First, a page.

I am both shocked and astounded having read your open letter on the Internet this afternoon. How dare you act in such an ill informed manner about a campaign that I and many others have invested significant time and effort in – when you evidently have no idea about what we are actually focused upon.
I find it remarkable that a professional person can take such an aggressive stance as you have done about The Autism Trust’s campaign without having the decency or following proper protocol by making contact with any of the Trustees and specifically myself to determine the objectives and intent of our forthcoming meetings.

The tone of the article is plain. The Autism Trust is trying to improve services and quality of life for autistic people in the UK and Dr Fitzpatrick is misrepresenting their aims and undermining their efforts because he resents Ms Tommey’s support for biomedical interventions. Having read the Autism Trust’s lengthy press release I agree with Dr Fitzpatrick.

“A Personal Campaign”

The press release is clear that this is Ms Tommey’s “personal campaign.” She wishes to speak to Gordon Brown “on behalf of the thousands of mothers of children with autism in the UK.” It repeats that this is “Her campaign” and highlights her role as Editor-in-Chief of The Autism File.


Ms Tommey obviously has a lot of business acumen and is an astute campaigner who is adept at using the media to position herself “as one of the leading figures in autism in the UK.” But, as Dr Fitzpatrick points out, her support for discredited notions about MMR and autism and her promotion of unproven treatments do call her credibility into question. This is underlined by errors in the press release. Ms Tommey claims that:

autism numbers have increased dramatically in the last twenty years from 1 in 10,000 in 1988 to 1 in 100 today.

As long ago as 1966 Lotter established a figure of 4 in 10000 for severely autistic children. When Wing and Gould examined the broader autistic spectrum in 1979 they found 20 in 10000. The present figure of 100 in 10000 includes people without significant cognitive impairments who were only added to the diagnostic criteria in 1994.

But Ms Tommey uses these false figures to argue that we face a fresh challenge as for the first time a significant number of adults enter the system. This is a direct contradiction of the NAS I Exist campaign which has successfully persuaded the government that generations of autistic adults have been ignored. The NAS is continuously engaged in discussions with government ministers and officials to get a commitment to action based on the provisions of the Autism Bill which enjoys unprecedented support amongst MPs.

Centres of Excellence

The Centres of Excellence proposed by the Autism Trust seek to provide residential communities in rural locations that provide a “safe haven” for autistic adults. They hope that such centres will provide support for autistic adults in the community, setting up in business or becoming self employed. But most people live in urban settings so it hard to envisage how they will benefit. And despite Mr Jones’ protests it is clear that the Autism Trust is as committed as Ms Tommey is to nonsense cures and treatments. Each centre of excellence will feature a wellness centre offering all manner of quackery including homeopathy, chelation and hyperbaric oxygen therapy, as well as training centre and a conference centre promoting these “biomedical interventions.”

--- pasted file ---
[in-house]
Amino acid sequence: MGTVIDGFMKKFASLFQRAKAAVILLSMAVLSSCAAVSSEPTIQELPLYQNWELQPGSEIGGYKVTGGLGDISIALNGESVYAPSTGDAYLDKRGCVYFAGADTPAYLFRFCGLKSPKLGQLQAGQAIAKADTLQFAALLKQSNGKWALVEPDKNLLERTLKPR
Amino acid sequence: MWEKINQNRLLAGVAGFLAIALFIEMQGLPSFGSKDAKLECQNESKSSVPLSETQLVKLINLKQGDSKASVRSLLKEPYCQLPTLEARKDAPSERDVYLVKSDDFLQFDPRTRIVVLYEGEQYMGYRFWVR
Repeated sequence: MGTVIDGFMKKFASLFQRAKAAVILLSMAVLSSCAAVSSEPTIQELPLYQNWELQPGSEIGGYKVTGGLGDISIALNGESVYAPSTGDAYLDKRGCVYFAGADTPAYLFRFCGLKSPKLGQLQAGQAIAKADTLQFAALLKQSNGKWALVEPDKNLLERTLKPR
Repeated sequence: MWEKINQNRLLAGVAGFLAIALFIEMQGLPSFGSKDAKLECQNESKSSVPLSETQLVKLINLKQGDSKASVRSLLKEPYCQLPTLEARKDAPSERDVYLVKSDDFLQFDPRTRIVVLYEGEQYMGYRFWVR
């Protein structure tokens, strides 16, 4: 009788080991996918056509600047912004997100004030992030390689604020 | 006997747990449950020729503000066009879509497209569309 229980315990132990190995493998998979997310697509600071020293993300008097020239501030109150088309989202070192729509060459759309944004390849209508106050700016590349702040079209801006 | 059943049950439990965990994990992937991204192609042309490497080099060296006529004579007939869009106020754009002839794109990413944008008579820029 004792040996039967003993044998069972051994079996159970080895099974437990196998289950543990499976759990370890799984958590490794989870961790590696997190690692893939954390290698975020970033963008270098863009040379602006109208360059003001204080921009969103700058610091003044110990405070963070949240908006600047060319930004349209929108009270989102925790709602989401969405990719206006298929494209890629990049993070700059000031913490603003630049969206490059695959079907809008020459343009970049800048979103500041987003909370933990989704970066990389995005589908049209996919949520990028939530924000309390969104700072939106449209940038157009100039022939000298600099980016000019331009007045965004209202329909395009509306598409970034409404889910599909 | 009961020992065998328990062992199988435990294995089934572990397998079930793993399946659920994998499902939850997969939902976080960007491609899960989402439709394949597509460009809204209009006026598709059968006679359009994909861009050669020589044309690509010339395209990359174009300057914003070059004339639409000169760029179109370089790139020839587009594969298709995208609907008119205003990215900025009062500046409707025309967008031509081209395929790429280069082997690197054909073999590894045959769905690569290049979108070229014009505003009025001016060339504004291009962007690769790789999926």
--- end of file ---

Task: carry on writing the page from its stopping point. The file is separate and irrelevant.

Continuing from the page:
I think that Mr Jones’ complaints against Dr Fitzpatrick are disingenuous. If anything Dr Fitzpatrick should be taken to task for failing to mention the Autism Trust in his open letter. At a time when service providers are moving away from the model of self contained autism communities in favour of closer integration of services within everyday society the Autism Trust proposes to build a worldwide network of such communities.

They expect local authorities to fund places in their residential homes while they are free to develop profitable spin offs promoting quackery. Or, as they describe it in their financial model:

The capital development and business operating model will depend on the facility mix and local partners – as well as the engagement and support available from local and national government. A mix of charitable status and commercially self-standing models will be explored in each location.


The greatest danger is not that Ms Tommey and the Autism Trust are going to persuade the government to follow their lead. But by muddying the waters with their campaign they may give the government an excuse to back pedal on existing commitments while they consult with this self appointed autism constituency. The best way forward is to get behind the NAS campaign and keep up the pressure for the provisions of the autism bill to become law.

The Autism Epidemic Meme is Behind Almost All Autism Woo: A Call for Additional Research

13 May

After learning former US president Bill Clinton had indicated he believes that “the number of children who are born with autism [is] tripling every 20 years” (hat tip Orac), an understandable reaction might be to point out his ignorance. Understandable, yes, but I think we are looking at a bigger problem than lack of scientific literacy or political pandering in this case; a problem that is going to have to be addressed in a manner that is clear and generally convincing.

A lot of the discussion in the autism community centers around the anti-vaccination movement. It is true that anti-vaccination could potentially become a major problem for the world as a whole, and it is also true that it is a source of stigma for autistics. Some of us have taken it to be our fight, even though it should probably be the CDC’s or the WHO’s fight, if they were not, as it seems, asleep at the wheel. Nevertheless, I think the persistent autism epidemic meme is a much bigger issue as far as the autism community is concerned. Not only is the notion of an epidemic stigmatizing, but it results in ideas that are more than just theoretically harmful to autistics, such as the idea that autistic adults don’t exist. These ideas will be around regardless of the existence of an anti-vaccination movement.